They call it a tunnel, but it's really a bridge.
When the Bulldogs take the field Saturday night against UNLV for homecoming, they'll run through a tunnel formed by former players. Last year, 200 Bulldogs alumni made up that tunnel. This year, 300 are expected.
Down in that tunnel, Paris Gaines will look to his left and see Alan Harper. He'll look to his right and see Devon Banks. They'll look back at him, hear the roaring crowd and be transported to 2001, the last time they played together.
"I'll feel so proud and so blessed standing next to my teammates and next to guys who graduated in the '80s, the '70s, and the decades before that," said Gaines, a former 1,000-yard rusher.
"Whether we graduated in 2001 or '81, the one thing that connects us is we all put that helmet on."
That's what makes the tunnel more like a bridge, one that spans generations of players and joins them to the program and to Fresno State.
For an instant, time just vanishes.
"It's one of those moments words can't describe," said Lance Dueker, a linebacker from 1989-1991. "You're filled with chills and excitement. Brought me back 25 years."
But our bridge doesn't stop there, in the past. It also extends to current players, the guys wearing helmets and pads.
So when the 2013 Bulldogs see hundreds of jacked-up alums on the field during pregame, it's a jolt of realization that they're part of something bigger. Bigger than themselves, and bigger than the team.
Defensive end Nikko Motta, who grew up in Sanger as a Fresno State fan, understands this better than most.
Thinking about last year's tunnel, Motta recalled an encounter with his high school athletic director, ex-Bulldog Jesse Hardwick.
"Afterward he came up and loved me, smacked me on the head and was all fired up," Motta said. "That was pretty special for me. …
"Those are the guys who started this tradition. It didn't just happen. We didn't magically become good. We're just continuing what they built."
Pride and tradition are a huge part of college football, elements that can't be measured on a stat sheet. Especially to former players. The feeling of being part of something means more to them than any yards, tackles or touchdowns.
For many years at Fresno State, this bridge was out. Or at least in dire need of repair. But things have been mended, thanks in large part to a determined ex-Bulldog.
In some ways, Kevin Jordan was the ideal repairman because his career straddled Fresno State's two most recent eras. The lineman was recruited by Jim Sweeney and played for Pat Hill.
Jordan, who graduated in 2000, spent a couple of seasons on NFL rosters until multiple knee surgeries cut short his career. He returned to Fresno in 2007 to found Keeping Youth Journeying Onward, a nonprofit that operates six group homes for at-risk youths.
Back in town, Jordan kept running into ex-teammates and other former Bulldogs, and many of them shared the same complaint. They felt disconnected.
"A lot of guys just didn't feel welcome," Jordan said. "In their eyes, Fresno State was looking for money instead of just welcoming them back."
While Fresno State has honored star players and standout teams, there had never been an effective effort to include all former Bulldogs, whether they were All-Americans or walk-ons that barely saw the field.
That isn't to say no former players stayed involved. Dueker and business partner Jeff Thiesen of Thiesen Dueker Financial Consulting Group are as plugged in as any ex-'Dogs. In the '90s, they started a football alumni network that has since morphed into Club Red, now part of the Bulldog Foundation. But Dueker understands the underlying sentiment.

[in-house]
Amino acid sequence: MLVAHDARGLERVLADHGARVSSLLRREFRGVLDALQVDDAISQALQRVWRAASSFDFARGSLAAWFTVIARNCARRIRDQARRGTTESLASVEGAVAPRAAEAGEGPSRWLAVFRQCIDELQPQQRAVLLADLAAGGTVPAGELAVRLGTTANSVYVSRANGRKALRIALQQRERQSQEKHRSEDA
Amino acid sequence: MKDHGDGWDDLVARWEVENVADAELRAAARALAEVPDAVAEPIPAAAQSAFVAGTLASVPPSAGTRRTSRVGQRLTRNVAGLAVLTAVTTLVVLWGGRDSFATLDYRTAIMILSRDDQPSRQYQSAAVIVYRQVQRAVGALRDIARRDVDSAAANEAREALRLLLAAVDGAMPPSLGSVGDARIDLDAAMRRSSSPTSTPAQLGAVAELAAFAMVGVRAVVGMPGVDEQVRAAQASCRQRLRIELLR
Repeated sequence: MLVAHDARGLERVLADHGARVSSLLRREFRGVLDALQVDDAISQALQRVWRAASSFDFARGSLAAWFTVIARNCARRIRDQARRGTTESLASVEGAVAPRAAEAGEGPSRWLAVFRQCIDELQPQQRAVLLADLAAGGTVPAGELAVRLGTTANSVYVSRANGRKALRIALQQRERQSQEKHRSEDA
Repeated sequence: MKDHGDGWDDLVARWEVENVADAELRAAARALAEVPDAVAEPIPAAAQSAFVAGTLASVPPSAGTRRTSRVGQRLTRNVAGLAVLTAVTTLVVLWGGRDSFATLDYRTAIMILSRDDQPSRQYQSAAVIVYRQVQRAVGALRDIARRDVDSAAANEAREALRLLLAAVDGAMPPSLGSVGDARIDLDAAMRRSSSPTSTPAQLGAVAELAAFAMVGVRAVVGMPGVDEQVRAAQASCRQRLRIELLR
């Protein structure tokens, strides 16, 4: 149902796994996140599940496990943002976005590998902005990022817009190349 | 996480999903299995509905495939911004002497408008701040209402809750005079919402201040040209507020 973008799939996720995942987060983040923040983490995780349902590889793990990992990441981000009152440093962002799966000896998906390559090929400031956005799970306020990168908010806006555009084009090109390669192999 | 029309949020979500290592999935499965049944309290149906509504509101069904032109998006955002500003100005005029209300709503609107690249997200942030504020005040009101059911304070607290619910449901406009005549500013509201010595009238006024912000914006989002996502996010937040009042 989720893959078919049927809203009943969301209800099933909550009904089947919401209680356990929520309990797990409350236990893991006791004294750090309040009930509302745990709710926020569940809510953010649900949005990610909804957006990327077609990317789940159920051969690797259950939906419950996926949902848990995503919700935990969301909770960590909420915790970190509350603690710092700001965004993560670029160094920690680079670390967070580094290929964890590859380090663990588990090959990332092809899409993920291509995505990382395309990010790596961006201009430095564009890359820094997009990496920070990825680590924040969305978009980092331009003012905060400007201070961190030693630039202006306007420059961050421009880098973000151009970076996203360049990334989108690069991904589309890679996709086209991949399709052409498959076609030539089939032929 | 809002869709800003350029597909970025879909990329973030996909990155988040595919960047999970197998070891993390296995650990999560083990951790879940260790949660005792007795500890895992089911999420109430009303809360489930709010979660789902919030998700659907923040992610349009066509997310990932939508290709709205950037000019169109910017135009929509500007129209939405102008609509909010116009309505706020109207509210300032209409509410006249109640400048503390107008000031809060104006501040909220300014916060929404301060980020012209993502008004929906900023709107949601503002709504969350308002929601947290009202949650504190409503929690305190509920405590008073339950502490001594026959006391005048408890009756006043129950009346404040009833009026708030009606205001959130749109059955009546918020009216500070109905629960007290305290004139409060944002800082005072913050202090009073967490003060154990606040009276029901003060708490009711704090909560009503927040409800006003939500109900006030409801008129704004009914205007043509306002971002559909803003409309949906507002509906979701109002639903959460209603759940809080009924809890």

"When Pat Hill came in, he changed so much of what Coach Sweeney did," Dueker said. "Not in a malicious way. He was just trying to move the program forward, but a lot of guys maybe felt alienated by that. They felt a little bit less welcome."
Enter Tim DeRuyter, who replaced Hill following the 2011 season and instantly embraced all Bulldogs traditions, no matter the era.
Jordan sensed the opportunity for a fresh start, so after he and DeRuyter got to know each other (KYJO hired 11 current players in 2012 to work as summer youth counselors), he approached the coach about a plan to engage the alumni. For DeRuyter, it was a "No, duh" moment.
"I've been here 20 months — I didn't build this program," he said. "It's those players who played here over the decades that built it, and for them to feel some ownership in it and be able to be recognized and have a connection with the current guys is just a great situation. I commend Kevin and the guys he's working with for getting this going."
This is about more than back-slapping and reminiscing. Fresno State benefits, too.
Take the case of Juan Bautista, a former walk-on who went on to medical school.
Now Dr. Bautista is back practicing in his hometown. But he wasn't involved in his alma mater until last year's homecoming. In the months since, he started donating money to the BDF and gave a presentation to Fresno State's sophomore male athletes about sexual health.
"I'd go to games, but I didn't know anyone there," he said. "Now my Bulldog pride is back in a big way."
That's why Bautista and dozens of ex-Bulldogs will gather tonight at the Duncan Building and lead current players to a 7 p.m. pep rally at Bulldog Boulevard.
That's why so many are participating in Saturday's BBQ Cookoff from 11 a.m. to 2 p.m. at O'Neill Park. And that's why you'll see so many of them on the field during pregame, forming that alumni tunnel.
It's all part of Bring It Home Weekend, a second-year tradition that already feels as comfortable as old slippers.
"It doesn't matter who the coach is, because coaches come and go," Jordan said. "But the one thing you can't change is that we were all Bulldogs.
"So it's up to us to keep tradition going. Nobody else."
The columnist can be reached at (559) 441-6218, email@example.com or @MarekTheBee on Twitter.